In Wisconsin, do you need to have a job to get a job?

On Behalf of | Mar 15, 2013 | Employment Law

Many Wisconsin residents may have felt a bit relieved when last week’s U.S. jobs report showed the unemployment rate dipping in February to its lowest point since December 2008. As the economy continues to mend, many people who have long been out of work may be able to finally find employment.

Although there may be more jobs, it may still remain difficult for those who have been out of work for a long time to become employed. This is because, unfortunately, some employers here in Wisconsin do discriminate against people who are unemployed. Such employers tend to say they prefer job applicants whose skills are fresh and they also hold other prejudices against people who are out of work. Several states are seeking to combat discrimination against the unemployed, but so far Wisconsin is not among them.

Last week, New York City became the fourth place to ban this kind of employment discrimination, and the first place to allow rejected job applicants to sue employers for monetary damages if they were discriminated against due to their unemployment. New Jersey, Oregon and Washington, D.C., have bans against this kind of employment discrimination but they do not allow victims to sue for damages.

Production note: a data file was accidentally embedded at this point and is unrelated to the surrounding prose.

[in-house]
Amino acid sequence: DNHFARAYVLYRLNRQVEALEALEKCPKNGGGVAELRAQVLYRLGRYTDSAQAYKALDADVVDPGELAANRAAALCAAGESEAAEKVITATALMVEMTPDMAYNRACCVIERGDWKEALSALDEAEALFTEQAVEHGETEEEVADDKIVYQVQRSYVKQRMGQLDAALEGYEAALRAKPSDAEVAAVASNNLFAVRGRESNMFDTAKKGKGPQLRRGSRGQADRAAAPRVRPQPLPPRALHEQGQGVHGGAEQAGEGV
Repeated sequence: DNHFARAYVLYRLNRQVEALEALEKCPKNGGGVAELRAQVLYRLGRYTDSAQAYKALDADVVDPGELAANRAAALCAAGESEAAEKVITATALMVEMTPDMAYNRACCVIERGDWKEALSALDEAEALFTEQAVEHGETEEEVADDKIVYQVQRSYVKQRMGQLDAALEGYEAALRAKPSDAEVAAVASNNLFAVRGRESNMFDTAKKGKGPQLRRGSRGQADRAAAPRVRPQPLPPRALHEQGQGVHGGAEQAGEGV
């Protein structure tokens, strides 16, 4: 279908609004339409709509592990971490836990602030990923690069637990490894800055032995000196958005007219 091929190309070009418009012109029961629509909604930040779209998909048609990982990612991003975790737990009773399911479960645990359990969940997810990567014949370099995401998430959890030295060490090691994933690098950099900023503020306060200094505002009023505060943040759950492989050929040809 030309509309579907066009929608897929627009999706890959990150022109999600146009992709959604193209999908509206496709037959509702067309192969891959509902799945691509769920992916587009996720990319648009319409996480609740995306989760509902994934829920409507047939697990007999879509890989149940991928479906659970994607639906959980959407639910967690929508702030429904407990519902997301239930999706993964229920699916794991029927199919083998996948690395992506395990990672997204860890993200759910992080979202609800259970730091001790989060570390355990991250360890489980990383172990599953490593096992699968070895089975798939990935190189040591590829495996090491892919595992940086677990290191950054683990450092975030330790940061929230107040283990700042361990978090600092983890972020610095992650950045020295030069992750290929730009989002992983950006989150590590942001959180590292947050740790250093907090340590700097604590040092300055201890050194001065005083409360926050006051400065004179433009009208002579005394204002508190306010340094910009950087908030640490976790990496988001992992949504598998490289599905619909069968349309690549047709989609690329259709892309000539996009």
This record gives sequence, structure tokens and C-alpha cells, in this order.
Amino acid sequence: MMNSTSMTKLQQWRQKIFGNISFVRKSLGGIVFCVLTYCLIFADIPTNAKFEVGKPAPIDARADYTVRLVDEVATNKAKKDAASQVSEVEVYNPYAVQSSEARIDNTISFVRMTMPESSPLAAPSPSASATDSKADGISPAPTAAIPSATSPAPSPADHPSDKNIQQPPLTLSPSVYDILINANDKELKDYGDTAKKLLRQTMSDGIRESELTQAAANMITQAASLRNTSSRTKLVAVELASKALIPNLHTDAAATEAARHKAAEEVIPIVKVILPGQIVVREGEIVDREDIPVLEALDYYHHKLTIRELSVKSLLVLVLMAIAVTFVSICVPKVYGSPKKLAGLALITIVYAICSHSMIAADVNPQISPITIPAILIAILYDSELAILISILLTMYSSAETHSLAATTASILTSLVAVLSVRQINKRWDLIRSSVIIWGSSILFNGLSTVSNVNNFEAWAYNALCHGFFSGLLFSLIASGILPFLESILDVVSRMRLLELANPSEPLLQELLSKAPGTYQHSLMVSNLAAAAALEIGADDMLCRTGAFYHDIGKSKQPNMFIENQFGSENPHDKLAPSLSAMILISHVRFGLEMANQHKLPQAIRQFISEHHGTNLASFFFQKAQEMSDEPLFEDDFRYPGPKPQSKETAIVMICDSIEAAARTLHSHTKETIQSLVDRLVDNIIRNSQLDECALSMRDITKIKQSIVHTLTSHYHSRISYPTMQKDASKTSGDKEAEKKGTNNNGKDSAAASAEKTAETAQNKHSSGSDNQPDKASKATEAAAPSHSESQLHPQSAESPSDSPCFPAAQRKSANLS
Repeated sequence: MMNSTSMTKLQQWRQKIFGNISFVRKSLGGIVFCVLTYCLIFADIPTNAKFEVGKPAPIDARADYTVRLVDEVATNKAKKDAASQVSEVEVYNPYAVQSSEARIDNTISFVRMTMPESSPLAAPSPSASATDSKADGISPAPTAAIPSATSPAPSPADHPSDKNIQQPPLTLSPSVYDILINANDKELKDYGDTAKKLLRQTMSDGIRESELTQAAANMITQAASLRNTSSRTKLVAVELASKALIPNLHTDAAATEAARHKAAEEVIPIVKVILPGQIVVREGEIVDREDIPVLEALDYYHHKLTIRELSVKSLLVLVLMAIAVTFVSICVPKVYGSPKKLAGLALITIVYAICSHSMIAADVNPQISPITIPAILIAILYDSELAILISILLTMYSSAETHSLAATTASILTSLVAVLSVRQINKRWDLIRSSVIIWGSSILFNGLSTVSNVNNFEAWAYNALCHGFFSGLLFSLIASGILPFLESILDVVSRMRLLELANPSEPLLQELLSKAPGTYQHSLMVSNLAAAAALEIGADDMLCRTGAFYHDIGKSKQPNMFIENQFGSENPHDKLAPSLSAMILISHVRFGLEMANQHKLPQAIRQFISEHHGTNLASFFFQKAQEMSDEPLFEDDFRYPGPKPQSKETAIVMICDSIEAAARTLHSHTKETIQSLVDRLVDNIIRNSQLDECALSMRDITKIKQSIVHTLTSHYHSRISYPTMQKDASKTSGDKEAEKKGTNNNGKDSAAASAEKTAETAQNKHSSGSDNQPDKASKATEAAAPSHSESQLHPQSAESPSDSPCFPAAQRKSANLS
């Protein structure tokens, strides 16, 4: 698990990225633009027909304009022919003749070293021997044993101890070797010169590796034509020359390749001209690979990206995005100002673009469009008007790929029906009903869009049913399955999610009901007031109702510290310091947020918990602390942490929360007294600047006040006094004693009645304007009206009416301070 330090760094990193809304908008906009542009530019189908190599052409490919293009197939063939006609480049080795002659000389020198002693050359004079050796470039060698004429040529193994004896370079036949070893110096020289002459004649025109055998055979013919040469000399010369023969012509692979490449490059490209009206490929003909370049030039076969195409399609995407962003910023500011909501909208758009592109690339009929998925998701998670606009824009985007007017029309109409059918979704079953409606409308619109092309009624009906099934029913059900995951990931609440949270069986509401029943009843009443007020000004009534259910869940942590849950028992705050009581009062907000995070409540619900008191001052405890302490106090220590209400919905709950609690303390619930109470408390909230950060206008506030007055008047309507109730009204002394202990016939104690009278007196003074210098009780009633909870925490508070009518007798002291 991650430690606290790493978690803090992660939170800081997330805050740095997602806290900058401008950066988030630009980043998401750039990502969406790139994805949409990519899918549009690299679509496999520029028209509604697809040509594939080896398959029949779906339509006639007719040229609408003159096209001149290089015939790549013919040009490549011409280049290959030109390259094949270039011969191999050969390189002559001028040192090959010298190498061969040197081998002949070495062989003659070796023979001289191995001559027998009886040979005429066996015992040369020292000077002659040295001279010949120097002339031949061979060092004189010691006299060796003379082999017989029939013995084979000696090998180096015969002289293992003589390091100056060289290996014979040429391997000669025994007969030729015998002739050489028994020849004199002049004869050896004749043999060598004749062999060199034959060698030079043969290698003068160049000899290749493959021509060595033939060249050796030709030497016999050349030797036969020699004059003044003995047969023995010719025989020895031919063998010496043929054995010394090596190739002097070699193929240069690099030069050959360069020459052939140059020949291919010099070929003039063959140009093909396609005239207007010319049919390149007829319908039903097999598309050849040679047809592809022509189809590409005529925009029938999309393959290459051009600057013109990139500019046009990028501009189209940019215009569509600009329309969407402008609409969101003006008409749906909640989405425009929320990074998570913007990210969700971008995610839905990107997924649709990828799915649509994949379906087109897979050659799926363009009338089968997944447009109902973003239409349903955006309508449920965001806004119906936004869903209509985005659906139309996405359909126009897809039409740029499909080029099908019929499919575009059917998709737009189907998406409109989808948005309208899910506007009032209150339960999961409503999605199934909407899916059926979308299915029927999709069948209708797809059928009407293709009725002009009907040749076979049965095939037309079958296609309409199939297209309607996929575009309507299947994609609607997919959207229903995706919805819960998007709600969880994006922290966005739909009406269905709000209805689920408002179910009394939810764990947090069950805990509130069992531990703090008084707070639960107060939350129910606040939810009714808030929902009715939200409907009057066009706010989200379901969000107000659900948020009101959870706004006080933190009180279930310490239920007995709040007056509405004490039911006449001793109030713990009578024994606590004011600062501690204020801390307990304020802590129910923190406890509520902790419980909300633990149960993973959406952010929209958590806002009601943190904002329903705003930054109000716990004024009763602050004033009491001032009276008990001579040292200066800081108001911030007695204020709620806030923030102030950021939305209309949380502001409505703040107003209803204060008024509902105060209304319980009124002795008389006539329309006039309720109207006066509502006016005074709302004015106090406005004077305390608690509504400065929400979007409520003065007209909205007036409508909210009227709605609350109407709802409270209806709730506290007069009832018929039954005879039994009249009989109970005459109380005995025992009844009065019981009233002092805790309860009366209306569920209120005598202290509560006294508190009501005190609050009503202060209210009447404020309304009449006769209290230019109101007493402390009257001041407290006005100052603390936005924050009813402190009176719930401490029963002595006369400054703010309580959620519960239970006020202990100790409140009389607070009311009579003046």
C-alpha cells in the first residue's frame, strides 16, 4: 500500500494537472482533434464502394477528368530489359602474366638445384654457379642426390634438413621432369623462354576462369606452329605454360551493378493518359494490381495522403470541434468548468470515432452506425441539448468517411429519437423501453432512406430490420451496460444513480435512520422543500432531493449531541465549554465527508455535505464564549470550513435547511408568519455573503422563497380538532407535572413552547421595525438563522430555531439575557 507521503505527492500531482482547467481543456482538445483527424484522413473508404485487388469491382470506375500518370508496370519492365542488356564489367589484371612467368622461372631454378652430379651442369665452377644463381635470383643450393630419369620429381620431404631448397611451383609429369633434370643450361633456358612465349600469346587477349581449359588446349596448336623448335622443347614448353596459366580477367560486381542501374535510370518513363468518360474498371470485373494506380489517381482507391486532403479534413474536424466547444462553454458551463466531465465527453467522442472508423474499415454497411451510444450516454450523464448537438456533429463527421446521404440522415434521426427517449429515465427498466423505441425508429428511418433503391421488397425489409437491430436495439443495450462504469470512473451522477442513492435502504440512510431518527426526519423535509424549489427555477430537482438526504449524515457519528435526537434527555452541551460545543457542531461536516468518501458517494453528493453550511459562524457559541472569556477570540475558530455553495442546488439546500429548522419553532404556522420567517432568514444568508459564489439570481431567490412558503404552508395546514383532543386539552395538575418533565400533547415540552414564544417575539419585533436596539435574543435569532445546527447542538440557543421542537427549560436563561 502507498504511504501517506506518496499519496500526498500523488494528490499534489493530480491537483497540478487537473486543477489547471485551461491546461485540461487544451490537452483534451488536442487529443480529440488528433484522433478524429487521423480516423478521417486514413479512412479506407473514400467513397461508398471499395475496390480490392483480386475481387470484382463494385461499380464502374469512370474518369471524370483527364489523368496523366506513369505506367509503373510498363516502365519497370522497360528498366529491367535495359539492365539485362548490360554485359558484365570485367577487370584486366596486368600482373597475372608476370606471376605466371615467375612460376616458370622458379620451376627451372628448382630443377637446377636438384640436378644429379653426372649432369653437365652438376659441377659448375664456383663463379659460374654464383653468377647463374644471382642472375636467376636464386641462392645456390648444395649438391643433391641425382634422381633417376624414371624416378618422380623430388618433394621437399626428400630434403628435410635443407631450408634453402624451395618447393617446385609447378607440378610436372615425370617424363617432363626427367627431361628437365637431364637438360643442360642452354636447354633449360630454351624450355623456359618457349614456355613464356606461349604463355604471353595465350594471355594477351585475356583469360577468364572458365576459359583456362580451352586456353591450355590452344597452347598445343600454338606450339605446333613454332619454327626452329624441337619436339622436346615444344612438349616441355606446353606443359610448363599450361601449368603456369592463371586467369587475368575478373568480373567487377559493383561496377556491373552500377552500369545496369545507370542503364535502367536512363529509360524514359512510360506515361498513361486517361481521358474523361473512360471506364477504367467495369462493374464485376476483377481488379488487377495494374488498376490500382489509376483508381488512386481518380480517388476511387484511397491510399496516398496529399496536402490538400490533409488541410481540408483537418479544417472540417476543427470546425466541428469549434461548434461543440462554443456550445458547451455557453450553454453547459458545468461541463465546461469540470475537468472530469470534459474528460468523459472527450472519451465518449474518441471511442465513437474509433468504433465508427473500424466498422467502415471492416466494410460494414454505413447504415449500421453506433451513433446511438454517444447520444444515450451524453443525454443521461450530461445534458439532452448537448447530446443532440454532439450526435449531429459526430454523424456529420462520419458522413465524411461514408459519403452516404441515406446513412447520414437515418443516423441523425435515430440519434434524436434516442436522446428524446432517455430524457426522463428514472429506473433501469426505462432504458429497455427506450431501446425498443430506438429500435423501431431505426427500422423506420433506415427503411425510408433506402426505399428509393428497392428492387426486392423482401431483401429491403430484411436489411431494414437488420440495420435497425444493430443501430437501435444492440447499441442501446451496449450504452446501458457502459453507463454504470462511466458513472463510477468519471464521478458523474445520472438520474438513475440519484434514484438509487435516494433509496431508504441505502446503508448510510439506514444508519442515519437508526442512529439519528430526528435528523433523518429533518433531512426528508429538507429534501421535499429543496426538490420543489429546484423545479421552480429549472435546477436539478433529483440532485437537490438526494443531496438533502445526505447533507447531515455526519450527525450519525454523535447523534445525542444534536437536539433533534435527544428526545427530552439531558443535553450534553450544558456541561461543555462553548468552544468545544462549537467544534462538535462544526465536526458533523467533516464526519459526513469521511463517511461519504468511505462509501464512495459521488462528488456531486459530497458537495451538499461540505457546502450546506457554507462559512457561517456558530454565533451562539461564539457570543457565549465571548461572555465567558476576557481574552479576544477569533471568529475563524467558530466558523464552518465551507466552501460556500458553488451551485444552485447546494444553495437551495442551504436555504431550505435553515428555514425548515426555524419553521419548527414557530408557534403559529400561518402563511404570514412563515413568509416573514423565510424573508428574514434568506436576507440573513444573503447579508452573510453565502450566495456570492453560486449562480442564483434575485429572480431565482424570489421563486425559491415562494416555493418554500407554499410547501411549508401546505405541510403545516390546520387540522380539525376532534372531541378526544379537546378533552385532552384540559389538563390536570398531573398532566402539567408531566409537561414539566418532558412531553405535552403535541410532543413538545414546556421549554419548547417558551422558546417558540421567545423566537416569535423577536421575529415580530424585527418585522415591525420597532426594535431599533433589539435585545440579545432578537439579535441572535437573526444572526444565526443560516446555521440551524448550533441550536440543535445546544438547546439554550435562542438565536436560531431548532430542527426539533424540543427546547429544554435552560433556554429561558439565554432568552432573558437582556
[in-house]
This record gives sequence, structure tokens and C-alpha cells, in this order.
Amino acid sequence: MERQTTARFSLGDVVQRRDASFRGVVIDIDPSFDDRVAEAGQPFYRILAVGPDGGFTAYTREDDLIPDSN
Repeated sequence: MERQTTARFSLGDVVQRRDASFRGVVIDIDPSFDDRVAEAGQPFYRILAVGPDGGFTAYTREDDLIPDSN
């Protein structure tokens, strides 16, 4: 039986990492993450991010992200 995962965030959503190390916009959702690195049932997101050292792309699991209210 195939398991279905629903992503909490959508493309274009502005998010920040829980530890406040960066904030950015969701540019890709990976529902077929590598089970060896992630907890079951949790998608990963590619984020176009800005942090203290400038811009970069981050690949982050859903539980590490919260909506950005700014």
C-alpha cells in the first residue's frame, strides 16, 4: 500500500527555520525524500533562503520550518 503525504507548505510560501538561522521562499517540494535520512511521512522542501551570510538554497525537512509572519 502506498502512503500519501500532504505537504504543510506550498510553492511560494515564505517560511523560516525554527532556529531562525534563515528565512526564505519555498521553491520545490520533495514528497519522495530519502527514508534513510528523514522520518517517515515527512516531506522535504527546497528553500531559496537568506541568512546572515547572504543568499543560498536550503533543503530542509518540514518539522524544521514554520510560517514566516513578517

The concept of discrimination against those who are out of work appears to be a widespread problem in the U.S. About 15 additional states have considered banning this kind of discrimination, but none have taken action. And in 2011 President Barack Obama proposed a federal ban but it was not successful.

Advocates of the unemployed say that it does not make any sense to require people to have jobs in order to get jobs, but unfortunately employers in many states including Wisconsin can currently have such policies against hiring the unemployed.

Source: Associated Press, “Jobless-Discrimination Law in New York City is Adopted,” Jennifer Peltz, March 13, 2013

  • Our law firm in Milwaukee stands up for the rights of workers when it comes to discrimination and a number of other employment law issues. For more information about our practice, please visit our Employee Rights page.


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